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Business Model

Developing a Stable Business Model

Develop a successful business model by evaluating these six aspects .

Don Debelak



Leaking fountain pen

Great business models depend on developing three ‘green lights’, or qualities that help the business succeed, as well as avoiding three ‘red lights’ that can derail a business. Examine your own business to see if you meet the criteria for success or to correct any weaknesses you might have.

Green Lights

1. Acquire high-value customers

High-value customers doesn’t mean rich customers, but customers who meet the following requirements:

  • Are easy to locate
  • Allow you to charge a profitable price
  • Are willing to try your product after minimal marketing expenses
  • Can generate enough business to meet your sales and profit objectives

If your end users or distributors don’t fit this profile, you can attract high-value customers through partnerships or alliances with companies in the market.

2. Offer significant value to customers

Create significant value and competitive advantage by including the following:

  • Unique advantages in features and benefits
  • Better distribution through retail or distribution
  • More complete customer solutions through alliances with other companies
  • Lower pricing due to manufacturing efficiencies or pricing options
  • Faster delivery, broader product line or more customisation options

Modern industries have become innovative in business strategy. This makes it imperative that you stay on the creative edge to fend off competition.

3. Deliver products or services with high margins

Higher margins come from having a product that can be made from an improved process or by having features that provide significant value and allow you to charge more. You can achieve this through:

  • Using a more efficient distribution channel
  • Requiring less sales support and sales effort
  • Lean manufacturing processes
  • Offering more auxiliary products or other opportunities for revenue without increasing cost

If you aren’t sure of your industry’s standard ratios, check out Who Owns-Whom ( where you can purchase industry reports, or contact Stats SA (


1. Provide for customer satisfaction

Consider whether it will be difficult or expensive to satisfy customers once they buy. High customer satisfaction costs can be created by:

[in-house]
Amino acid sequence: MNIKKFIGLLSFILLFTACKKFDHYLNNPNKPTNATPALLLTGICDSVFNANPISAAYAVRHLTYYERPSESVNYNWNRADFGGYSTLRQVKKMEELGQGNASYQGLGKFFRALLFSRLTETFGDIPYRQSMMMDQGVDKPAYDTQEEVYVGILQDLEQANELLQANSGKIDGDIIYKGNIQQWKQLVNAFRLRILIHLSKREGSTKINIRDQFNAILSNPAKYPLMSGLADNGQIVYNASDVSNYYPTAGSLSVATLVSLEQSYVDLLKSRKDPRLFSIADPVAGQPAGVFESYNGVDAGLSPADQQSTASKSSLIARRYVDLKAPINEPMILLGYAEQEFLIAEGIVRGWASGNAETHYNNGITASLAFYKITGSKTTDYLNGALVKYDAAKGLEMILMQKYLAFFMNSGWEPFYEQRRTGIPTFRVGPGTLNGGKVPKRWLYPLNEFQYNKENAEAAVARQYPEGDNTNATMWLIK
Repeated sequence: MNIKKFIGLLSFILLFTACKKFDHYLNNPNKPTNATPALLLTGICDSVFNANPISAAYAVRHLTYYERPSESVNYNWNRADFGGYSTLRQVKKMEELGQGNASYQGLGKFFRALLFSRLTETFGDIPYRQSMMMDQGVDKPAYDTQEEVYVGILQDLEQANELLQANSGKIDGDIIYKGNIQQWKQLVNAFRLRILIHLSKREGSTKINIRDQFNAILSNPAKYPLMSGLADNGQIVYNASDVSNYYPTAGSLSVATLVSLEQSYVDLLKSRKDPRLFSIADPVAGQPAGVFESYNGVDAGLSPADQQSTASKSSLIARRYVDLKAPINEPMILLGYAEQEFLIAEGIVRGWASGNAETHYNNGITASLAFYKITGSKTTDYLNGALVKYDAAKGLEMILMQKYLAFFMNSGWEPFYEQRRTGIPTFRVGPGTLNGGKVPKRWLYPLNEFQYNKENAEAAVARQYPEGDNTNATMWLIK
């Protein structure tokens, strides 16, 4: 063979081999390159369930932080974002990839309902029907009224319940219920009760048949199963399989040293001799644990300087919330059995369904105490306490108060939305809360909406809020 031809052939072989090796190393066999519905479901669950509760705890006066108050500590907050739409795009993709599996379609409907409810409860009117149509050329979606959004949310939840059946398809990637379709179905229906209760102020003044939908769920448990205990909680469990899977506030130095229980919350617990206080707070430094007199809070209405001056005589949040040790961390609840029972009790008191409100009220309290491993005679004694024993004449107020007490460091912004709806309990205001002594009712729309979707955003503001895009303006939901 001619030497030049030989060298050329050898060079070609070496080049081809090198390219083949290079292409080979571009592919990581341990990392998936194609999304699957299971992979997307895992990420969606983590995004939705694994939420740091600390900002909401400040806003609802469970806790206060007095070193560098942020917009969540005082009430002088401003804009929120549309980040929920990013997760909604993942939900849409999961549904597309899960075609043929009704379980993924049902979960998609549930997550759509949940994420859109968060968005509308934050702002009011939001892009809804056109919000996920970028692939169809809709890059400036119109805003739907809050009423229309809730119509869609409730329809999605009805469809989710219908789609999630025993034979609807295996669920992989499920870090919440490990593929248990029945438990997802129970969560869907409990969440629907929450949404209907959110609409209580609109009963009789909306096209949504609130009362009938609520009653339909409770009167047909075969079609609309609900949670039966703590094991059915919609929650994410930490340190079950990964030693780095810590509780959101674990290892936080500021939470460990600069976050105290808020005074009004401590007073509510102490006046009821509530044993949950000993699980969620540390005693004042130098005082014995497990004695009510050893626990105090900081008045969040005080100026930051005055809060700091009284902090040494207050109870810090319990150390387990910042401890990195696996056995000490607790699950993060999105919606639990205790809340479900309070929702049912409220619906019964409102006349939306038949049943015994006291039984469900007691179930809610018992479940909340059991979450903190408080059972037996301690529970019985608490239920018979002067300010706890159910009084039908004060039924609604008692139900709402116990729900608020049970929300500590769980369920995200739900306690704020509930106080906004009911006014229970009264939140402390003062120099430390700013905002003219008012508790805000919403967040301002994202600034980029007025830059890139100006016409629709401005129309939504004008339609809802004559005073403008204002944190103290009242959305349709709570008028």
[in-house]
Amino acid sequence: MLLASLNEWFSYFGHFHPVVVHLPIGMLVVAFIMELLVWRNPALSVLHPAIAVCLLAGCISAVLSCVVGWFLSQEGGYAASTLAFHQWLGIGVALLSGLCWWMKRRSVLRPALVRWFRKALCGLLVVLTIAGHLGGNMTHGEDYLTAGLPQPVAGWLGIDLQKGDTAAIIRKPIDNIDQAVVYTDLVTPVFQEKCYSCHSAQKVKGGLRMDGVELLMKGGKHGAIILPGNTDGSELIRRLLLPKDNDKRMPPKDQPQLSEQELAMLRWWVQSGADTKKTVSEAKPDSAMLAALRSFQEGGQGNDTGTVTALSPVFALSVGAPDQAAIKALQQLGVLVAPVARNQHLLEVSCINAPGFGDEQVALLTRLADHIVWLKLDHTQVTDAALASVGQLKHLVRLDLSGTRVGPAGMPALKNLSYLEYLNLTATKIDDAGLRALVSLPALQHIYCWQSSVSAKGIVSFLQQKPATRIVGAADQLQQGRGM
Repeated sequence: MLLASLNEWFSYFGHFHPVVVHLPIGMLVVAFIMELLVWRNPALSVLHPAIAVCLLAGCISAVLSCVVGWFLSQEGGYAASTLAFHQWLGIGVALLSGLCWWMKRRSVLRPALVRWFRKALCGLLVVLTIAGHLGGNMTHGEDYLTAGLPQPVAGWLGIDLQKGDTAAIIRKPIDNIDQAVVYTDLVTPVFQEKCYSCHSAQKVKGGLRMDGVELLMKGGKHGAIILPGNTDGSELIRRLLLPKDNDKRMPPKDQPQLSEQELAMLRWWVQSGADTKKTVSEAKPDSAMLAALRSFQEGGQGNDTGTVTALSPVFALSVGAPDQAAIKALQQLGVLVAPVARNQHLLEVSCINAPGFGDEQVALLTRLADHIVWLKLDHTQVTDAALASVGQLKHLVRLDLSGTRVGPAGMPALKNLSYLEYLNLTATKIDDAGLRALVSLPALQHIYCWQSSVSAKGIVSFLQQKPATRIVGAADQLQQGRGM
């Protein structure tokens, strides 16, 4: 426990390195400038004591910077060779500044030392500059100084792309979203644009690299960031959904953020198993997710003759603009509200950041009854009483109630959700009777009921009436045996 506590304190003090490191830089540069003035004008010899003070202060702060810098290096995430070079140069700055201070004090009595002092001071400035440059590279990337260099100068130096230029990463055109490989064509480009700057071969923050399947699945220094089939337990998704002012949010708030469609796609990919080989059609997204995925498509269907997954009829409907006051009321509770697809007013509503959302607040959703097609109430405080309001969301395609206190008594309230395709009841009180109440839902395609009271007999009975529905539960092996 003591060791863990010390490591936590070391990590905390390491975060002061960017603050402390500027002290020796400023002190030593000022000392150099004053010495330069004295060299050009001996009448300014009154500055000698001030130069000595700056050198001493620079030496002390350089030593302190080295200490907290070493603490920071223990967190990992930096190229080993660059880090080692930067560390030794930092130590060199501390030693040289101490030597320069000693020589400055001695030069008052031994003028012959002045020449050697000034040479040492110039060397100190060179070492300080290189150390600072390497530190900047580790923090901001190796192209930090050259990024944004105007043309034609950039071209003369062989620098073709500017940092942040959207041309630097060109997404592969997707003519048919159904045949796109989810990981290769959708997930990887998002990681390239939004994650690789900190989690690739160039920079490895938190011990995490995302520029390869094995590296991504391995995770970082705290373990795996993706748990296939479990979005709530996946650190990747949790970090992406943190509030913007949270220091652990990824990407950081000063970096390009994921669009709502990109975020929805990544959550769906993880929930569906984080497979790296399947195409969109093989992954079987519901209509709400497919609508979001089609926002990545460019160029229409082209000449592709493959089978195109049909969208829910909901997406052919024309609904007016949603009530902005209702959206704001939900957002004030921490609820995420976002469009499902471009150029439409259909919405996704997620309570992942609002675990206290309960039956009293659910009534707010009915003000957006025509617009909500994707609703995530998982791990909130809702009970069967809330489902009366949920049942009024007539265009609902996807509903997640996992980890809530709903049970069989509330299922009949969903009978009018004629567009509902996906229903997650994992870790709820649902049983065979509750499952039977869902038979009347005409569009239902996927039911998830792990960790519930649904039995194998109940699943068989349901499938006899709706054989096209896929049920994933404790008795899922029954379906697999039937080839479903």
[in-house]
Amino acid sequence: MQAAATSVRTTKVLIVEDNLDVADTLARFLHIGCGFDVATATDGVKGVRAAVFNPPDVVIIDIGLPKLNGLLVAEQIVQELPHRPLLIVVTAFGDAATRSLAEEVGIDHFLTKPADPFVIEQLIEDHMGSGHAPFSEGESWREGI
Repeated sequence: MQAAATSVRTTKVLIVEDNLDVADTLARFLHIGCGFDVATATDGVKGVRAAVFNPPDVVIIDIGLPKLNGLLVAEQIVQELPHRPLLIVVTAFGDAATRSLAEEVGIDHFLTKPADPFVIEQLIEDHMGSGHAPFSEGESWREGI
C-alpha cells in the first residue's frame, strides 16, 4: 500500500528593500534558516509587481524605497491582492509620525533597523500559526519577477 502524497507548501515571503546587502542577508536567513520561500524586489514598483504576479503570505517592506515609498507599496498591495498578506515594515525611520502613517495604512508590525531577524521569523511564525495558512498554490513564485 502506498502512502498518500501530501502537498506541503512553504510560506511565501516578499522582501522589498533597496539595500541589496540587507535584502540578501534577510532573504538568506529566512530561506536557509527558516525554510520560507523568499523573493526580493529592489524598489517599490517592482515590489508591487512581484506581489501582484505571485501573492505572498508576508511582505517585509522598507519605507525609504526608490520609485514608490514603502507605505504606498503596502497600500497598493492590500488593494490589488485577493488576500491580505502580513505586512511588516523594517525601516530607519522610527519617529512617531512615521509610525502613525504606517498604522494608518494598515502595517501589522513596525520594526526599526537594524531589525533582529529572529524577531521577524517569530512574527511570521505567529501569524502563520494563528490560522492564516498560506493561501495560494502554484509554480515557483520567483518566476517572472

• High warranty costs
  • Extensive technical support
  • Extensive installation requirement
  • Extensive customer service
  • Interface problems with other equipment

Customer satisfaction costs, which occur after the sale, are red flags because the costs are typically high and don’t produce revenue or profits. If your type of product might have high customer service costs, you need to configure your business to put these costs on someone else.

2. Maintain market position

A good business model uses its resources to improve its market position, adding new products, features and customers or expanding into new applications. It will be difficult to maintain market position if:

  • Two or three major customers buy most of your product
  • Major potential competitors control the distribution network
  • Technology changes rapidly and requires high-risk product development
  • There are alternative technologies being developed to meet the same need
  • You have well funded potential competitors who could quickly move into your market

3. Fund the business

Start-up costs, operating capital, personnel costs and overhead costs are just a small percentage of the funding requirements for any business. The question is whether the investments will have a high return and whether the business can grow without substantial new investments. Red flags include:

  • ROI is less than 25% in the first three years
  • Incremental production of products or services requires substantial additional investments
  • Less than 50% of the investment required will be used in revenue producing areas
  • Investments have to be made prior to sales commitments
  • Industry as a whole has a poor ROI or poor profitability

Money is available for the right plan and the right model. You’ll find money available if your ROI is right and you have financial leverage, which means your initial investment will allow you to double or triple sales without requiring any more funding.